17TH AUGUST 2015

Idea Store Whitechapel (Room: Lab 1a)
321 Whitechapel Road
E1 1BU

Speaking of I.M.E.L.D.A., the London-based direct-action feminist performance group, that challenges anti-choice laws in Northern Ireland and the Republic of Ireland, will take you for a wander through elements of the history of Irish women in the East End of London. Fleeing starvation and homelessness of 1845-9 Famine, they joined the lowest ranks of the economic ladder as domestics, hawkers or prostitutes. Highlights of the trials of these women, of their struggles and the contributions they to the rich history of the East End include:
– Leading the Bryant and May Match Girls Strike of 1888.
– Being the last and most mutilated of Jack the Ripper’s victims, some say because of her ethnicity and religion.
– Playing a significant role in the anti-fascist defence of Jewish areas in the Battle of Cable Street in 1936 against Oswald Mosley’s British Union of Fascists.
– There was a radical Irish Women’s Centre in Stoke Newington from the mid 1980s till 2013.
– Since the 1980s, Liverpool Station has been one of the key points of entry to the city for at least 5,000 Irish women arriving each year from Stansted Airport for termination of their pregnancy denied them on their own turf.

A two-hour workshop led by Ann Rossiter and Marian Larragy will playfully involve the participants in following the path of these brave Irish women from XIX century until today.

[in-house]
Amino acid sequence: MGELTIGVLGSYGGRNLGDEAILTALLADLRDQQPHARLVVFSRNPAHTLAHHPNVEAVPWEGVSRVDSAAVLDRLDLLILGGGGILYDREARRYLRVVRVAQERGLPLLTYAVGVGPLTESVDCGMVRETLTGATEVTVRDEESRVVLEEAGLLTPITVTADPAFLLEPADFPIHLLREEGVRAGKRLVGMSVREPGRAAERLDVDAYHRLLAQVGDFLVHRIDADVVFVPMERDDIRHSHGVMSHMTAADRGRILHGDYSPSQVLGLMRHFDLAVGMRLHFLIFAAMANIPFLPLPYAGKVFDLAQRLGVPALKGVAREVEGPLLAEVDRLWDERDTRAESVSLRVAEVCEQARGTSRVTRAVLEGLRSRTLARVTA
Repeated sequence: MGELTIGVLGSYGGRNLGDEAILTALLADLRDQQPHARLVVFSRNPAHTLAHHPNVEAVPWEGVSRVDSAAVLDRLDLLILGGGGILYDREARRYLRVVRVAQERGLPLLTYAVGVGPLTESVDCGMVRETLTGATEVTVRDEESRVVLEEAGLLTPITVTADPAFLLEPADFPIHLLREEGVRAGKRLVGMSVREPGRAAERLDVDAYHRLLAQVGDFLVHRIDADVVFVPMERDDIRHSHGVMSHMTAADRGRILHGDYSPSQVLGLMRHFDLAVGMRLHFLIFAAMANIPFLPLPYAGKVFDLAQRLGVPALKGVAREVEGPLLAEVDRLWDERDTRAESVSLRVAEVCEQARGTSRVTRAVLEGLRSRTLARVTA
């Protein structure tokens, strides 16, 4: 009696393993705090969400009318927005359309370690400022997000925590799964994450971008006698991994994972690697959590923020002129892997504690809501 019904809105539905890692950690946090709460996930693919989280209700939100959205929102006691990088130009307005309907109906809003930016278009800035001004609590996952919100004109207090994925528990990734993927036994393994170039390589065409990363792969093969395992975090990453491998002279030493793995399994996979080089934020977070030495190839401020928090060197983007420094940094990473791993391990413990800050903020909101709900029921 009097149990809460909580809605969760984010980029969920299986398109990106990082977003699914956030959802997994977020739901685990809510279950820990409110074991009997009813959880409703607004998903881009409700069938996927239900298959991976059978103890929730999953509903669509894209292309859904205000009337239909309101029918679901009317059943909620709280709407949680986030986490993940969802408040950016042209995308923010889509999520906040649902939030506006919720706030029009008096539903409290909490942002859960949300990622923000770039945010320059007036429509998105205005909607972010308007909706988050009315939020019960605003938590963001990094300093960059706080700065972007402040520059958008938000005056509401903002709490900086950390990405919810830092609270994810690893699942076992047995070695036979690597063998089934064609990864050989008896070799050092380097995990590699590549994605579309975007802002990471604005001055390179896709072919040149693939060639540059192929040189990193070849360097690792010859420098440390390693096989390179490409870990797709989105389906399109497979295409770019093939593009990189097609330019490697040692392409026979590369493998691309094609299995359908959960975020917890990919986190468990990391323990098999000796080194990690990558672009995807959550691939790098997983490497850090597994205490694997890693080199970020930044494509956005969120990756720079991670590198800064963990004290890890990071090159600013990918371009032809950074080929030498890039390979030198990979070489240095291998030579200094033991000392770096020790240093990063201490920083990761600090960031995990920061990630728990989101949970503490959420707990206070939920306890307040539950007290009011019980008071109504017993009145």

18TH AUGUST 2015

The Russet
17 Amhurst Terrace
E8 2BT

Free workshop

Taking inspiration from the materials and themes of Richard DeDomenici’s intervention for the From East to the BARBICAN programme, this workshop invites Hackney residents of all ages to come together to build cardboard houses and tracing paper lanterns inspired by ideas of home, and tissue paper flowers to be incorporated into floral tributes to be displayed with Richard’s work at the Barbican.

Richard’s work The Death of Social Housing invites the public to come together to reflect on the issues and changes brought about by the lack of affordable housing in London and what this means for current residents and future generations, with this performative intervention in both public spaces across London and at the Barbican Centre also instigating discussions about who has access to and ownership of different types of public spaces and arts experiences. Taking inspiration from this, and from the workshop’s location of The Russet – a cafe and creative community space neighbouring Hackney Downs Studios and Evelyn Court housing estate – this free, family friendly workshop extends the opportunity for children, young people and adults to collaboratively explore ideas of private and communal spaces, opening up a space to create playful responses and meaningful connections. In creating personalised responses to a standardised paper design, participants are encouraged to think about the people and layers of history in these places, placing focus on the idea of not just houses but homes and the relationships between people and spaces.

Workshop led by Esther Carolin and Catherine Hall


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